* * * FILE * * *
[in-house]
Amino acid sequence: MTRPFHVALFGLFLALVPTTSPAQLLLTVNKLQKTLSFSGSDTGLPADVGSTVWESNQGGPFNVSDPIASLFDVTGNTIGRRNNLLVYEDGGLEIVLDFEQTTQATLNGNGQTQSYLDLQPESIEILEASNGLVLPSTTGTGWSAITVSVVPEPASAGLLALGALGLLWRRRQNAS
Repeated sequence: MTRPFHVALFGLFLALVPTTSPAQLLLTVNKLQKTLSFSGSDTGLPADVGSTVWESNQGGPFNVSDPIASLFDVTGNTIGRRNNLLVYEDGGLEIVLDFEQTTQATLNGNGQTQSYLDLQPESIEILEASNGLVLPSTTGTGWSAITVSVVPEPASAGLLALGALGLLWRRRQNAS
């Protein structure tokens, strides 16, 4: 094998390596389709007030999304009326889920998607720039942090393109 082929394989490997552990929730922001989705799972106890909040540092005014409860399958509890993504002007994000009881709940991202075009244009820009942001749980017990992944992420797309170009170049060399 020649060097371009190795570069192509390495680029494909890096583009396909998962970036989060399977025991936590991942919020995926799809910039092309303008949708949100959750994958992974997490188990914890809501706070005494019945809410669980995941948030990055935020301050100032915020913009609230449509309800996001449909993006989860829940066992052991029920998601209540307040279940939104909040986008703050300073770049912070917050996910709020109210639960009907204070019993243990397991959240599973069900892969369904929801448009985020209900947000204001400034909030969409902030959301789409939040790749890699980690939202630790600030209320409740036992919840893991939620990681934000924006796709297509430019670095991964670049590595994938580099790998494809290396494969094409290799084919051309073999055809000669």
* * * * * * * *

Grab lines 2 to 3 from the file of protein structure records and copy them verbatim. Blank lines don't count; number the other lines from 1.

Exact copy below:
Amino acid sequence: MTRPFHVALFGLFLALVPTTSPAQLLLTVNKLQKTLSFSGSDTGLPADVGSTVWESNQGGPFNVSDPIASLFDVTGNTIGRRNNLLVYEDGGLEIVLDFEQTTQATLNGNGQTQSYLDLQPESIEILEASNGLVLPSTTGTGWSAITVSVVPEPASAGLLALGALGLLWRRRQNAS
Repeated sequence: MTRPFHVALFGLFLALVPTTSPAQLLLTVNKLQKTLSFSGSDTGLPADVGSTVWESNQGGPFNVSDPIASLFDVTGNTIGRRNNLLVYEDGGLEIVLDFEQTTQATLNGNGQTQSYLDLQPESIEILEASNGLVLPSTTGTGWSAITVSVVPEPASAGLLALGALGLLWRRRQNAS